Professor Catherine Raven
South University Online
Why We Study the Cell and Its Components When I first thought about the title for this assignment, I thought to myself “we study cells because that’s a scientist’s job”. After I started doing the research to find out why scientists study cells, it became so much clearer to me. We study the cell and its components because when we learn more about cells we can attempt to use the knowledge to combat disease, find better ways to grow food, and understand complex processes like aging. Cells are the structural and functional part of all organisms. Cells can be unicellular like bacteria, or multicellular like we humans are. Each cell is a world all on its own. It can get nutrients, convert them to energy, carry out specific functions and reproduce.
A few of the things we have learned about cells over the years are that there are two kinds of cells, Prokaryote and Eukaryote cells. Prokaryotic cells have been around for two billion years and it is believed that Eukaryotic cells came from Prokaryotic cells. The differences in the two types of cells are that the Prokaryote cells are smaller and much simpler than the Eukaryotic cells. Eukaryotes have organelles (A membrane-enclosed structure with a specialized function within a eukaryotic cell (Reece G-17), whereas most Prokaryotes do not. Prokaryote means “before the nucleus” and it doesn’t have an internal cell membrane structure like a Eukaryote does, the Eukaryote has a membrane enclosed nucleus.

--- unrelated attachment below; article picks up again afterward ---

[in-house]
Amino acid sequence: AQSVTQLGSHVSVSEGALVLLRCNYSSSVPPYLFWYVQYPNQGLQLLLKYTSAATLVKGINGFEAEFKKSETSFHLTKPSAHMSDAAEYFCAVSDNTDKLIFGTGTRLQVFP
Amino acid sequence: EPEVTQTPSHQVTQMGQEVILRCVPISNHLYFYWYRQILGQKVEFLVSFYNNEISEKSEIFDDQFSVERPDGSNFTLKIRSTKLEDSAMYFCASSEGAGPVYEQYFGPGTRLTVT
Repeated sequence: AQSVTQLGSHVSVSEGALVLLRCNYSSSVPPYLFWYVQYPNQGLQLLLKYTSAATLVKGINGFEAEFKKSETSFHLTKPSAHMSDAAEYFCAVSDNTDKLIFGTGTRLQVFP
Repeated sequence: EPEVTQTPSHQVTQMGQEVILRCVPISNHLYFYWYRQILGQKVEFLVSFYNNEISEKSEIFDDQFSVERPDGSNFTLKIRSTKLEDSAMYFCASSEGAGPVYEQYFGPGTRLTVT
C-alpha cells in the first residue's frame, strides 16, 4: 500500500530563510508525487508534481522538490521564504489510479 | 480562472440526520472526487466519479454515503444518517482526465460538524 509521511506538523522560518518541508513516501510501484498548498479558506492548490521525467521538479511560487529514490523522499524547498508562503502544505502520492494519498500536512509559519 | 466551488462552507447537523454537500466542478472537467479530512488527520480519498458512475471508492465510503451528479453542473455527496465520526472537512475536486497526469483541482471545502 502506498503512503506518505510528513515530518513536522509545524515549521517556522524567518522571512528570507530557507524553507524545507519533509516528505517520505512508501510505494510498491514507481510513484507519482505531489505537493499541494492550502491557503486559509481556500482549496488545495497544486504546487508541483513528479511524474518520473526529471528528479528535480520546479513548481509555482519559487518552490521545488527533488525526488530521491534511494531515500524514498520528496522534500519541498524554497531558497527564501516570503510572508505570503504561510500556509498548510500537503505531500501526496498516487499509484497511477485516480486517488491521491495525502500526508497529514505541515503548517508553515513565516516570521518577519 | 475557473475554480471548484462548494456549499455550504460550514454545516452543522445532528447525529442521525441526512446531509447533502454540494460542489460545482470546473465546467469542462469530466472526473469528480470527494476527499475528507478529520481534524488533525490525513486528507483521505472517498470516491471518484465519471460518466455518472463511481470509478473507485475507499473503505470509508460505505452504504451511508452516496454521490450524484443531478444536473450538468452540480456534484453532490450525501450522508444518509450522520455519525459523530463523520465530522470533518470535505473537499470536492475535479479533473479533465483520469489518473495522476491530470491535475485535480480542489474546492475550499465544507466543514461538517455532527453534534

By understanding what makes up a cell, and what kinds there are, we can study what sustains them and what kills them and apply it to education and developing treatment for many diseases, such as Cancer, Alzheimer’s and Parkinson’s. We can use this knowledge to find ways to use bacteria for developing medication to treat medical issues and also for cosmetic procedures like Botox. We can apply our knowledge to combat viruses that have taken huge tolls on our populations all over the world like the outbreaks of E-Coli, HIV, Hanta Virus, Avian flu, SARS. Knowing what makes the viruses tick enables us to better find ways to control and suppress them.
We are on the brink of finding cures for Cancer, Alzheimer’s and Parkinson’s diseases. Scientists have found that using embryonic stem cells in rats improved the symptoms of Parkinson’s. They are in the process of trying a new technique to re-engineer stem cells from skin cells to combat the neurological disease, if they prove successful; we may be able to start testing on human patients, this may also ease the resistance against using embryonic stem cells in the process. There is research being done to try